At HanoverView Animal Hospital, we want you to understand what diagnostic testing is recommended for your pet and why. We have developed our guidelines in accordance with the recommendations of the America Animal Hospital Association (AAHA), American Association of Feline Practitioners (AAFP), and Companion Animal Parasite Council (CAPC). We offer in-house laboratory tests, as well as utilizing an outside veterinary laboratory.
We test a small sample of your pet’s stool to screen for internal parasites such as roundworms, tapeworms, hookworms, coccidia and/or giardia. Many of these parasites are zoonotic, meaning your pet can pass them to you! Mud, dirt, or soil on shoes can harbor the eggs, and some eggs can still be infectious from the ground for up to five years! You may be bringing parasites into your home and not even be aware of it, leaving you, your family, and your pets at risk. In one study 15% of commercial potting soil contained roundworm eggs!
Yearly fecal testing, even if your pet is on preventative, not only protects them but you as well!
Comprehensive Blood Test
This test checks for indications of kidney or liver disease, anemia, thyroid disease, as well as many other illnesses. If your pet is sick, we may recommend a blood test to help determine what is affecting your pet. It is also extremely valuable to do when your pet is not clinically sick to screen for early signs of disease.
The ideal time to start screening depends a lot on your pets overall health, breed and lifestyle risks. We strongly recommend screening all pets annually starting at 8-10 years of age. The goal of early and frequent testing to is to catch any underlying disease process before your pet feels sick or a disease process becomes advanced.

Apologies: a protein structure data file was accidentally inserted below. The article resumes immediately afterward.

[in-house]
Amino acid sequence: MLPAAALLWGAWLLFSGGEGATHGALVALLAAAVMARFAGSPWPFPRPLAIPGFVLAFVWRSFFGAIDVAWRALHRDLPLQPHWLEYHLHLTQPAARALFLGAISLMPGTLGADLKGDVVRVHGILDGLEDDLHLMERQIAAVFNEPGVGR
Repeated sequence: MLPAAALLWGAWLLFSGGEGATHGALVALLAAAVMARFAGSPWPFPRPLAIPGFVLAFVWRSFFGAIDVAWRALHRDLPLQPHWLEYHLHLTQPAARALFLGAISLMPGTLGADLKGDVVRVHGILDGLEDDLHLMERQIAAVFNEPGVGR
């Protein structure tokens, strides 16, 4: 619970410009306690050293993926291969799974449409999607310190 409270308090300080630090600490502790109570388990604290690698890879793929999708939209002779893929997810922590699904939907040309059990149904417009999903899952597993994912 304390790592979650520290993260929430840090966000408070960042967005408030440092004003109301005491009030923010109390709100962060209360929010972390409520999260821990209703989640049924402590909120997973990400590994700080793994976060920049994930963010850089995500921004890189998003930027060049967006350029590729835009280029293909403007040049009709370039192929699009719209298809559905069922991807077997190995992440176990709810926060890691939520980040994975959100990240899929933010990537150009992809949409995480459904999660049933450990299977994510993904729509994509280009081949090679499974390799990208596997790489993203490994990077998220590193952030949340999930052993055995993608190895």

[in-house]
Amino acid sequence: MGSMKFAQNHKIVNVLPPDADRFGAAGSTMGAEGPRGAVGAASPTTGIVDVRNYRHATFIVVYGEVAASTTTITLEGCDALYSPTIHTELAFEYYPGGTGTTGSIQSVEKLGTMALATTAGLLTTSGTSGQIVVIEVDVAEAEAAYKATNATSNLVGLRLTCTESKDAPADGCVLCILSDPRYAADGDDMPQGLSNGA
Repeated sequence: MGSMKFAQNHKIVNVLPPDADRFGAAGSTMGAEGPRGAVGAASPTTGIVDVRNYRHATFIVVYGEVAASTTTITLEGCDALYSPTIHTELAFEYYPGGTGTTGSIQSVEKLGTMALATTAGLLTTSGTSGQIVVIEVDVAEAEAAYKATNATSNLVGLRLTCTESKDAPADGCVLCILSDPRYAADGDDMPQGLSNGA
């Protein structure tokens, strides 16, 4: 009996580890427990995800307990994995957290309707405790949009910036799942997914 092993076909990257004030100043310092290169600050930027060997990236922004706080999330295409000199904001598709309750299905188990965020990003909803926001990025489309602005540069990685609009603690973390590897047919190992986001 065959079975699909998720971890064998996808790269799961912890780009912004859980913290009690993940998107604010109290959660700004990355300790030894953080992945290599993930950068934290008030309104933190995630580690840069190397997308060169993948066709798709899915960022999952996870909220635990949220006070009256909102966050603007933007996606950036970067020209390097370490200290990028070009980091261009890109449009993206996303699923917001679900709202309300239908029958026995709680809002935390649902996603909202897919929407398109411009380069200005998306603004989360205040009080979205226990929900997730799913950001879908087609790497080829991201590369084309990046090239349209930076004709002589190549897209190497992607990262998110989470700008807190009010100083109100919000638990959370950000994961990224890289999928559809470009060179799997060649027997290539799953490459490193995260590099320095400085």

Feline Leukemia Virus/Feline Immunodeficiency Virus (FIV) Tests
These two viruses are common and highly contagious, especially in the stray cat population. We recommend that all new cats and kittens be tested for these viruses before you introduce them into your house. Also, any indoor/outdoor cat that has come in contact with a stray cat, especially if there were any bite wounds, should be tested.
Feline Leukemia Virus affects several body systems causing signs ranging from fever, weight loss, diarrhea and bone marrow destruction.
Feline Immunodeficiency Virus, frequently called feline AIDS, attacks the immune system of cats, much like the human immunodeficiency virus (HIV) attacks humans.
CATS CAN NOT TRANSMIT THESE VIRUSES TO PEOPLE!
Heartworm disease results in severe lung problems, heart failure and other organ damage due to worms that live in the heart, lungs and associated blood vessels of your dog or cat. The larvae of these worms are transmitted by mosquitoes. This test is mandatory before heartworm preventative is started.
Yearly blood testing, even if your dog has been on preventatives, is recommended due to the prevalence and seriousness of this disease.
Tick-Borne Illness Tests
Lyme disease is caused by bacteria that can produce lameness, lethargy or flu like symptoms, and in rare cases can cause severe kidney damage.
Anaplasma bacteria infect red blood cells causing life-threatening anemia.
Ehrlichia bacteria infect white blood cells and platelets causing life-threatening bleeding disorders.
Yearly blood testing, even if your dog has been on preventatives, is recommended due to the prevalence and seriousness of these diseases.